Prodigy at the London Brixton Academy
Liam Howlett, poised behind his keyboards in the middle of a set that, with a brilliant incongruous sense of kitsch, recreates a cosyfront room, orchestrating a Technicolour mayhem. It soon becomes apparent that his supporting cast have yet another new star. Gizz Butt, who looks and behaves like a flame-haired cartoon version of Sid Vicious, exhumed and adorned in ceremonial leather studs, and plays his guitar as if he desperately wants to be in Discharge.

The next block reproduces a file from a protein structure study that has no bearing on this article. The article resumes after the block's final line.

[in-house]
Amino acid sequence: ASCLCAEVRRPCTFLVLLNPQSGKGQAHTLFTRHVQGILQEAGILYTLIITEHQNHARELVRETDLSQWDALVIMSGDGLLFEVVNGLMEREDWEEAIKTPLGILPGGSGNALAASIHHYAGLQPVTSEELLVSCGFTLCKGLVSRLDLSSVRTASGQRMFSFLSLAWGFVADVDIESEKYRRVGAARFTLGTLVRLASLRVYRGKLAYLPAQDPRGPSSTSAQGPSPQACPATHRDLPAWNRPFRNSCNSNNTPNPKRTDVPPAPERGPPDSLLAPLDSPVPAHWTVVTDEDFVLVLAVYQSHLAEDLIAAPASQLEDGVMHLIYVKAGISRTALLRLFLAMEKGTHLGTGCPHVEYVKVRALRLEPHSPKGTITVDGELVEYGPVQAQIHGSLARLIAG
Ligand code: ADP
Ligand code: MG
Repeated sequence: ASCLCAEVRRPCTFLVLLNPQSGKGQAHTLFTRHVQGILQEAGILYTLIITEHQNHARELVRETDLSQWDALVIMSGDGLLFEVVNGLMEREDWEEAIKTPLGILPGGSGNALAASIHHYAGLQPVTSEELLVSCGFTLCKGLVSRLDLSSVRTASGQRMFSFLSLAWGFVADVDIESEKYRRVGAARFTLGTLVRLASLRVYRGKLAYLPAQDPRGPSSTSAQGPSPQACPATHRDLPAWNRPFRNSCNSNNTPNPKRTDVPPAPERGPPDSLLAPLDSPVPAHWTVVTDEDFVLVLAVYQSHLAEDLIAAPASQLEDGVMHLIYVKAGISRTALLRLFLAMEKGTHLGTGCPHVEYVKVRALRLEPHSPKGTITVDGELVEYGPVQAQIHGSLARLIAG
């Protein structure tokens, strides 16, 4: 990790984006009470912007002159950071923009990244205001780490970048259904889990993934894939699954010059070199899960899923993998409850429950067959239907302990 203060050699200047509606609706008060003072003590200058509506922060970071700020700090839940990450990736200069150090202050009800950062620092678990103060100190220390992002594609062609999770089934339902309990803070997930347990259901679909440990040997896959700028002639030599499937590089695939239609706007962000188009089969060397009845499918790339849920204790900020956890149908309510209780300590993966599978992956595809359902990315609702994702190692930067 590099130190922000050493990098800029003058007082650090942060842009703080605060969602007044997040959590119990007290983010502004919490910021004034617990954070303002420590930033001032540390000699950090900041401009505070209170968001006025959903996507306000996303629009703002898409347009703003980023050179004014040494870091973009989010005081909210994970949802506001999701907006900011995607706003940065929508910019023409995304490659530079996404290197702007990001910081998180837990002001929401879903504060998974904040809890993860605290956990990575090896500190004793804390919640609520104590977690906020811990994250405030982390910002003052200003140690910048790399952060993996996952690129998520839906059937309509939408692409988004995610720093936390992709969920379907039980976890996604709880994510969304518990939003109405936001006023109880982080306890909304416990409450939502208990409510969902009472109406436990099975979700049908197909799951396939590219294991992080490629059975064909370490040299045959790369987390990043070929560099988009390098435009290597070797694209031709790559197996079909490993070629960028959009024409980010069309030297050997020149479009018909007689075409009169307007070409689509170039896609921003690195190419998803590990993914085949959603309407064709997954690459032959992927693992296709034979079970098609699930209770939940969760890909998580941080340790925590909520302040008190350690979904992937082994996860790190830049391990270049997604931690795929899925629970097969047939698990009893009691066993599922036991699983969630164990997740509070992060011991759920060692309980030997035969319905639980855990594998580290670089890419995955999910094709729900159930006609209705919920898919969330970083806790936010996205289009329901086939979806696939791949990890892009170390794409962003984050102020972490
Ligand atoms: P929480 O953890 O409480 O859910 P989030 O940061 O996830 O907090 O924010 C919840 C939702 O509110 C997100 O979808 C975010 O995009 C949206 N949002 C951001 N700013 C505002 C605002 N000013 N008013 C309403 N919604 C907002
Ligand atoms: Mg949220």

Actually he may may well have been. Thanks to him and to Howlett, The Prodigy have now finally transformed into the world's most genuinely modern punk band. So everything is astonishingly heavy: thrash-hop, in fact, that takes the bludgeoning beats of 'Poison' as its starting position, hurtles through 'Firestarter's' demented headbangorama and half-a-dozen more similarly punishing new songs, and climaxes with the new-ish single, 'Breathe', that very roughly resembles a hip-hop jam gate-crashed by the Sex Pistols and is, implausibly, fabulous. At about 2:30am, a section of Brixton Academy's false floor nearly collapses as The Prodigy entertain a stage-invading gang of Spice Girl rejects during 'No Good [Start The Dance]'. It's around now that Liam Howlett becomes the new King of Heavy.